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Design mining microbial fuel cell cascades

Preen, Richard; You, Jiseon; Bull, Larry; Ieropoulos, Ioannis A.

Authors

Richard Preen Richard2.Preen@uwe.ac.uk
Research Fellow - Deep Evolutionary Learning

Jiseon You Jiseon.You@uwe.ac.uk
Research Fellow - Bristol BioEnergy Centre

Lawrence Bull Larry.Bull@uwe.ac.uk
AHOD Research and Scholarship and Prof



Abstract

Microbial fuel cells (MFCs) perform wastewater treatment and electricity production through the conversion of organic matter using microorganisms. For practical applications, it has been suggested that greater efficiency can be achieved by arranging multiple MFC units into physical stacks in a cascade with feedstock flowing sequentially between units. In this article, we investigate the use of cooperative coevolution to physically explore and optimise (potentially) heterogeneous MFC designs in a cascade, i.e., without simulation. Conductive structures are 3D printed and inserted into the anodic chamber of each MFC unit, augmenting a carbon fibre veil anode and affecting the hydrodynamics, including the feedstock volume and hydraulic retention time, as well as providing unique habitats for microbial colonisation. We show that it is possible to use design mining to identify new conductive inserts that increase both the cascade power output and power density.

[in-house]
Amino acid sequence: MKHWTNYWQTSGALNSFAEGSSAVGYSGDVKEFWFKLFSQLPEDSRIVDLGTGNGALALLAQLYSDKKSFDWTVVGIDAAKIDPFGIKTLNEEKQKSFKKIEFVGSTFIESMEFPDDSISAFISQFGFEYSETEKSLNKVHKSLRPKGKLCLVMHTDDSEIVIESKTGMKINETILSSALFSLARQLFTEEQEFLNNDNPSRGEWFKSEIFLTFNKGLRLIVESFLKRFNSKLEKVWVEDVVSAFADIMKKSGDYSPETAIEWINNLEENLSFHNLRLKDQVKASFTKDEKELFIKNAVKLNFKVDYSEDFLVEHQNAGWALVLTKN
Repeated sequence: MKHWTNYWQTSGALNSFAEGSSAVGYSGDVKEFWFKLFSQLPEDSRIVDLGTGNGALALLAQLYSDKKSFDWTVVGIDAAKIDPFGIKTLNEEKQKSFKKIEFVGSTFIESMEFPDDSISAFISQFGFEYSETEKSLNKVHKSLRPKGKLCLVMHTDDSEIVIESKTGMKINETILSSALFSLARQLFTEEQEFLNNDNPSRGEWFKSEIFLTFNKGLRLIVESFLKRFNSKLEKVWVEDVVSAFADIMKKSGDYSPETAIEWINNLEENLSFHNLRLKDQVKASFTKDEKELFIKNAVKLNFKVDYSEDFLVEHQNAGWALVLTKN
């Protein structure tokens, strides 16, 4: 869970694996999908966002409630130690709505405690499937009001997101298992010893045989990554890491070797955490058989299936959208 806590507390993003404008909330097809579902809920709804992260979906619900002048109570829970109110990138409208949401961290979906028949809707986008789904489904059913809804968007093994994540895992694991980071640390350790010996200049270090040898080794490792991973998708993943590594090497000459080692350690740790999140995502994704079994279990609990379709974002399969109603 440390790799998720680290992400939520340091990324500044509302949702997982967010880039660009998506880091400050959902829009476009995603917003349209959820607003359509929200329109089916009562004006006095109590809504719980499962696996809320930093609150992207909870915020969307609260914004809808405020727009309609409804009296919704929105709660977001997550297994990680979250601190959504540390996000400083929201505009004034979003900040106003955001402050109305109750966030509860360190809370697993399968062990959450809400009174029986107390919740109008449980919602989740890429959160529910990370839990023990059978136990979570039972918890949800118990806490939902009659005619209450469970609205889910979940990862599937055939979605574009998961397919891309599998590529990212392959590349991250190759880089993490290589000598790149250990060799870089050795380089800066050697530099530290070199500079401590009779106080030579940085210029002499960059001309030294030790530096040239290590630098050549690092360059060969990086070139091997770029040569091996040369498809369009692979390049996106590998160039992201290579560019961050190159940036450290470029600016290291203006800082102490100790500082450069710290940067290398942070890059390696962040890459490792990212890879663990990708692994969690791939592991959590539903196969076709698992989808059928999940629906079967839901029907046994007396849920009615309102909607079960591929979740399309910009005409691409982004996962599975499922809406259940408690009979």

Journal Article Type Article
Publication Date Jul 31, 2019
Journal Soft Computing
Print ISSN 1432-7643
Electronic ISSN 1433-7479
Publisher Springer (part of Springer Nature)
Peer Reviewed Peer Reviewed
Volume 23
Issue 13
Pages 4673-7643
APA6 Citation Preen, R., You, J., Bull, L., & Ieropoulos, I. (2019). Design mining microbial fuel cell cascades. Soft Computing, 23(13), 4673-7643. https://doi.org/10.1007/s00500-018-3117-x
DOI https://doi.org/10.1007/s00500-018-3117-x
Keywords 3D printing, cascade stacks, cooperative coevolution, microbial fuel cell, shape optimisation
Publisher URL https://doi.org/10.1007/s00500-018-3117-x
Additional Information Additional Information : The dataset for this study is available from the UWE Research Data Repository: http://researchdata.uwe.ac.uk/217

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